February 26, 1945 – Shortwave report and adresses by Gen. MacArthur and Philippine Commonwealth President Sergio Osmeña. – Gordon Skene Sound Collection –
February 26, 1945 – While fighting continued, literally yards from the ceremony, Allied forces General Douglas MacArthur handed over the duties of the Philippine Commonwealth Government to acting President Sergio Osmeña.
The Commonwealth of the Philippines was the administrative body that governed the Philippines from 1935 to 1946, aside from a period of exile in the Second World War from 1942 to 1945 when Japan occupied the country. It replaced the Insular Government, a United States territorial government, and was established by the Tydings–McDuffie Act. The Commonwealth was designed as a transitional administration in preparation for the country’s full achievement of independence. Its foreign affairs remained managed by the United States.
During its more than a decade of existence, the Commonwealth had a strong executive and a Supreme Court. Its legislature, dominated by the Nacionalista Party, was at first unicameral, but later bicameral. In 1937, the government selected Tagalog – the language of Manila and its surrounding provinces – as the basis of the national language, although it would be many years before its usage became general. Women’s suffrage was adopted and the economy recovered to its pre-Depression level before the Japanese occupation in 1942.
The Commonwealth government went into exile from 1942 to 1945, when the Philippines was under Japanese occupation. In 1946, the Commonwealth ended and the Philippines claimed full sovereignty as provided for in Article XVIII of the 1935 Constitution.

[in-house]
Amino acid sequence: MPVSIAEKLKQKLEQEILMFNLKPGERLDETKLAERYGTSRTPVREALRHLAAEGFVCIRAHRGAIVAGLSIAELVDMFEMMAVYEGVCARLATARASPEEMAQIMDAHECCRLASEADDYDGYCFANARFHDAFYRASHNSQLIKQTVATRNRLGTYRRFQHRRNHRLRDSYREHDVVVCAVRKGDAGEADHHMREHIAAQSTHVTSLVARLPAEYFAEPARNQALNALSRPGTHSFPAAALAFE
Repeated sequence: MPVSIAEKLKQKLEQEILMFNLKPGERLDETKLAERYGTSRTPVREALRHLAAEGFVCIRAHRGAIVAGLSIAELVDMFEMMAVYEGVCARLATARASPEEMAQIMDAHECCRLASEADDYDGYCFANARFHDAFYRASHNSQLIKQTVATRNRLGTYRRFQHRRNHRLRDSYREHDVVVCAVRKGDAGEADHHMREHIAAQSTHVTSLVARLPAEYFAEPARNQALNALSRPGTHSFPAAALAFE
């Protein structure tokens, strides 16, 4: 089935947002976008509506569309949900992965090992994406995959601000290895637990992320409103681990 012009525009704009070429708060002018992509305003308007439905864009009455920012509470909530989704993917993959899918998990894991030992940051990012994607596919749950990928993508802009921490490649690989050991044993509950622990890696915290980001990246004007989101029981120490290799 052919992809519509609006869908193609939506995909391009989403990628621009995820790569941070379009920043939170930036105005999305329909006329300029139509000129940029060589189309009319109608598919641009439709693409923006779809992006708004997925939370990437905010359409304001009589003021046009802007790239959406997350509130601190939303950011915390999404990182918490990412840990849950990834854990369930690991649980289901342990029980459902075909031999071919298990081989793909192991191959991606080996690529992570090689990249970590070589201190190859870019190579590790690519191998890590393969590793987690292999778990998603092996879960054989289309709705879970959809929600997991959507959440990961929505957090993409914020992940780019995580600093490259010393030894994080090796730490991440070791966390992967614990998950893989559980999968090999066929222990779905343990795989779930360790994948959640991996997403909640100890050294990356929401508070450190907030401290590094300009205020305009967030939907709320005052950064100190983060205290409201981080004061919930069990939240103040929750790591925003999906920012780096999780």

The battle for Manila was the first and fiercest urban fighting in the entire Pacific War. Few battles in the closing months of World War II exceeded the destruction and the brutality of the massacres and savagery of the fighting in Manila. In Manila’s business district only two buildings were not damaged and those two were looted of their plumbing.
Returning the Capital to the Legitimate Philippine Government. After three years of brutal and exploitative Japanese occupation, another major priority for MacArthur was expeditiously re-establishing the legitimate Philippine government. As the capital of the Philippines, Manila was the most important symbol of governmental authority. Therefore, returning the city to the legitimate Filipino government would fatally undermine any lingering claims of legitimacy asserted by the collaborationist-run Japanese puppet government the occupiers had set up in 1943 (called the Second Philippine Republic). On February 27, 1945, as the fighting for Manila raged, MacArthur gathered Philippine legislators at the capital’s Malacañang Palace and announced that “full constitutional government” was restored to the Filipinos.
Amid the fighting, and with less-than-ideal Shortwave reception, here is that ceremony as it was broadcast to the world on February 26, 1945.